Arvo Pärt: Spirit in Sound and Space

Architect Steven Holl's Chapel of St. Ignatius in Seattle.
Architect Steven Holl’s Chapel of St. Ignatius in Seattle.

In June the Metropolitan Museum of Art and St. Vladimir’s Orthodox Theological Seminary hosted a thought-provoking discussionSpirit in Sound and Space- A Conversation Inspired by Arvo Pärt, in conjunction with this summer’s Arvo Pärt Project. The discussion brought together architect Steven Holl, neuroscientist Robert Zatorre, and musician and theology professor Peter Bouteneff.

For Steven Holl, one of the most visionary contemporary architects, ideas often emerge through the process of painting watercolors. Buildings like the Chapel of St. Ignatius in Seattle and the Knut Hamsun Centertwo hundred miles north of the Arctic Circle in Hamarøy, Norway, register the flow of time with constant, subtly changing plays of light and shadow. Holl notes that Arvo Pärt “sees sound as space.” 

“Music surrounds you. It’s an immersive experience” says Holl, whose work is influenced by music. “Architecture, space surrounds you.”

Zatorre points out that the parietal lobe of the brain handles our perception of music as well as space. His insights, based on a strictly mechanistic view of the workings of the brain, are interesting, but in the end they leave many questions unanswered. The “spirit” part of the conversation remains elusive. What is the source of a creative idea? How do great buildings suddenly emerge out of Steven Holl’s brushstrokes? Albert Einstein hinted at these questions when he said,

The most beautiful thing we can experience is the mysterious. It is the source of all true art and all science. He to whom this emotion is a stranger, who can no longer pause to wonder and stand rapt in awe, is as good as dead: his eyes are closed.

A new voice emerges…

The story of Estonian composer Arvo Pärt (b. 1935) demonstrates the mysteries of the creative process. At the end of the 1960s, Pärt suddenly abandoned the dissonant, twelve tone music of the mid-century musical establishment. For eight years he was unable to compose beyond musical fragments jotted in a notebook. Then, in 1976 a new and radically different voice suddenly emerged with Für Alina, a three minute piece for piano:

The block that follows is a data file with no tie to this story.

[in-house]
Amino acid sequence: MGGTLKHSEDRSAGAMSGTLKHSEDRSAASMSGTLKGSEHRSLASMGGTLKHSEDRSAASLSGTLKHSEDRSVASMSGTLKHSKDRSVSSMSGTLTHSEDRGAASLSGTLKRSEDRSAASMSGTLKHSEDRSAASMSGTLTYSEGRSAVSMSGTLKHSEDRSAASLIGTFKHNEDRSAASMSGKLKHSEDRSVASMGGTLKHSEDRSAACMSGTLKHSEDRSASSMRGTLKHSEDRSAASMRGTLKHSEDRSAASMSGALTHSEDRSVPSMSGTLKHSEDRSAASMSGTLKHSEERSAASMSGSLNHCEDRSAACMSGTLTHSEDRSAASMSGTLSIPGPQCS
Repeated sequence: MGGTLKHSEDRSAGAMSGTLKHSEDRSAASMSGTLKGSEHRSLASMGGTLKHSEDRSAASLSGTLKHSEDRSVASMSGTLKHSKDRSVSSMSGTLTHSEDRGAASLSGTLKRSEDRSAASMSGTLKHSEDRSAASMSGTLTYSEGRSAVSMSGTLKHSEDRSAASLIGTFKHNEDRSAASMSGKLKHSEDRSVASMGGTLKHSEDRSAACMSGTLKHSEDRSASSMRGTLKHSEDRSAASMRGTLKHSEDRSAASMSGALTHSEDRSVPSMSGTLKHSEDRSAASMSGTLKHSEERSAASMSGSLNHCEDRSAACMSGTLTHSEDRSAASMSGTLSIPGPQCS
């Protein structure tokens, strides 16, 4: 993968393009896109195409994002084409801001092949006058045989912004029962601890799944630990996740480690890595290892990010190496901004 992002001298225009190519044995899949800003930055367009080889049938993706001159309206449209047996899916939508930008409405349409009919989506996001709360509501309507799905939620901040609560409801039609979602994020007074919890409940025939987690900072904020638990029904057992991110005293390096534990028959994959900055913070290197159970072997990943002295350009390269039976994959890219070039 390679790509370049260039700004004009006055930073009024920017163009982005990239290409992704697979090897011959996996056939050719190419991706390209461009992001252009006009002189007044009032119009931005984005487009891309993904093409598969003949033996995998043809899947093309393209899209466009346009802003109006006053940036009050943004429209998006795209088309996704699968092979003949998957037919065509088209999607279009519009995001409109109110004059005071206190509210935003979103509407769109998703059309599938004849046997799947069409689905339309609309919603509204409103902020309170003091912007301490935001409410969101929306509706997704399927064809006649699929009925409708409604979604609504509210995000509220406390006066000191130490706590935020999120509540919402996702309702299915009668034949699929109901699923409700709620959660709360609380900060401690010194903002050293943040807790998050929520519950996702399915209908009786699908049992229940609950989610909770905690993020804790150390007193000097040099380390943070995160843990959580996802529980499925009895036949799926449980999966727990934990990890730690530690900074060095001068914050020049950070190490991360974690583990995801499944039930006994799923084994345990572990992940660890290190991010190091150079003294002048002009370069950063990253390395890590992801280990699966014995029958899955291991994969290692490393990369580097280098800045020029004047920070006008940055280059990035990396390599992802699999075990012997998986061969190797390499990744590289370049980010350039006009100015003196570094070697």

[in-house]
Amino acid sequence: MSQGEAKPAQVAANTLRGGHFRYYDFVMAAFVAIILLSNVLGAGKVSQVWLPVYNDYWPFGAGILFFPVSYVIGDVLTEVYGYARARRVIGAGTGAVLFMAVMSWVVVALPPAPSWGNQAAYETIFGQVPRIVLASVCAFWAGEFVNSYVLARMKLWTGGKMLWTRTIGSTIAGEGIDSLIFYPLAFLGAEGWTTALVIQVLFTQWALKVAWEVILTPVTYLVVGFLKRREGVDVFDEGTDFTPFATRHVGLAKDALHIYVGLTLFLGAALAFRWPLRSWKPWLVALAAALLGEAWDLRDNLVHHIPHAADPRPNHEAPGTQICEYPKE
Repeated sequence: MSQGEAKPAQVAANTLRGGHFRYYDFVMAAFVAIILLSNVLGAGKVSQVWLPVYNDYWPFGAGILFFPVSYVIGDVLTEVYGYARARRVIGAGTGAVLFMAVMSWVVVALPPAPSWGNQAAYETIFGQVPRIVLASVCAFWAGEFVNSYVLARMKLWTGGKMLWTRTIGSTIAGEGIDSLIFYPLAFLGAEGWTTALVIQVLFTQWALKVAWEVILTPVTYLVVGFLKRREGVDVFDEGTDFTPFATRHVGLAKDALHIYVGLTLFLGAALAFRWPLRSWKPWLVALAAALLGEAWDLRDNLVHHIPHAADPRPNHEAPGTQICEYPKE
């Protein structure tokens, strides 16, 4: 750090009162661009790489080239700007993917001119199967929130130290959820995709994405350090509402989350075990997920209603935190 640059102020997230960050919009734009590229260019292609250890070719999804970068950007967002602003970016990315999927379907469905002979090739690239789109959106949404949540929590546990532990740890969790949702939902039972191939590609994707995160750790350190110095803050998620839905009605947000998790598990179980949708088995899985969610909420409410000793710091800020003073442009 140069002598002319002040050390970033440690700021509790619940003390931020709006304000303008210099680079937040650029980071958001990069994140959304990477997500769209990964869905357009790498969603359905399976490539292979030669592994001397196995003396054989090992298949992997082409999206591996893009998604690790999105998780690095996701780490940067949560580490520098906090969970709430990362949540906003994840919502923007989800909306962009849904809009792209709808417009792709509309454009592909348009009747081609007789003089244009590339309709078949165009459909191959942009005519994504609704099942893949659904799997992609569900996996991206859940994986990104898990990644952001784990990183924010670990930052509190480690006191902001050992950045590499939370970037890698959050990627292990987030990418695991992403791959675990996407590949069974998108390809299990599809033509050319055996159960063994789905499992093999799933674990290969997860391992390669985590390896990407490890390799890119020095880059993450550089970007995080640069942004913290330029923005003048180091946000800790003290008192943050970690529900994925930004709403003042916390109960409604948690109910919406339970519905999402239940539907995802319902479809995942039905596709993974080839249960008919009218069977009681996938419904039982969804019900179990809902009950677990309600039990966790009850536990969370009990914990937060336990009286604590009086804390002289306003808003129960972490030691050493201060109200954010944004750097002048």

All music flows through time. Listening to the mystical minimalism of Arvo Pärt, there’s an equally powerful sense of time flowing through music. It’s easy to become one with the moment in Pärt’s music. It allows us to “enter inside the sound.” You might be reminded of the meditative, circular flow of Gregorian Chant or the music of Lassus or Palestrina

Pärt’s style of writing, which suggests the overtones of bells, is known as Tintinnabulation. He describes it here:

Tintinnabulation is an area I sometimes wander into when I am searching for answers – in my life, my music, my work. In my dark hours, I have the certain feeling that everything outside this one thing has no meaning. The complex and many-faceted only confuses me, and I must search for unity. What is it, this one thing, and how do I find my way to it? Traces of this perfect thing appear in many guises – and everything that is unimportant falls away. Tintinnabulation is like this. . . . The three notes of a triad are like bells. And that is why I call it tintinnabulation.

Silentium

Silentium is the second movement of Pärt’s Tabula Rasa (1977):

Here is the Estonian Philharmonic Chamber Choir’s performance of Canon of Repentance, which took place June 2 at the Metropolitan Museum of Art.

About Timothy Judd

A native of Upstate New York, Timothy Judd has been a member of the Richmond Symphony violin section since 2001. He is a graduate of the Eastman School of Music where he earned the degrees Bachelor of Music and Master of Music, studying with world renowned Ukrainian-American violinist Oleh Krysa.

The son of public school music educators, Timothy Judd began violin lessons at the age of four through Eastman’s Community Education Division. He was a student of Anastasia Jempelis, one of the earliest champions of the Suzuki method in the United States.

A passionate teacher, Mr. Judd has maintained a private violin studio in the Richmond area since 2002 and has been active coaching chamber music and numerous youth orchestra sectionals.

In his free time, Timothy Judd enjoys working out with Richmond’s popular SEAL Team Physical Training program.

1 thought on “Arvo Pärt: Spirit in Sound and Space

  1. Thanks for this post, Timothy! Kanon Pokajanen is in fact the runner-up in my all time top 3 of music pieces, Mozart’s Ave Verum KV 618 at nr ! and Luigi Nono’s Como una Ola de Fuerza y Luz at nr 3.
    Sincerely,
    Peter

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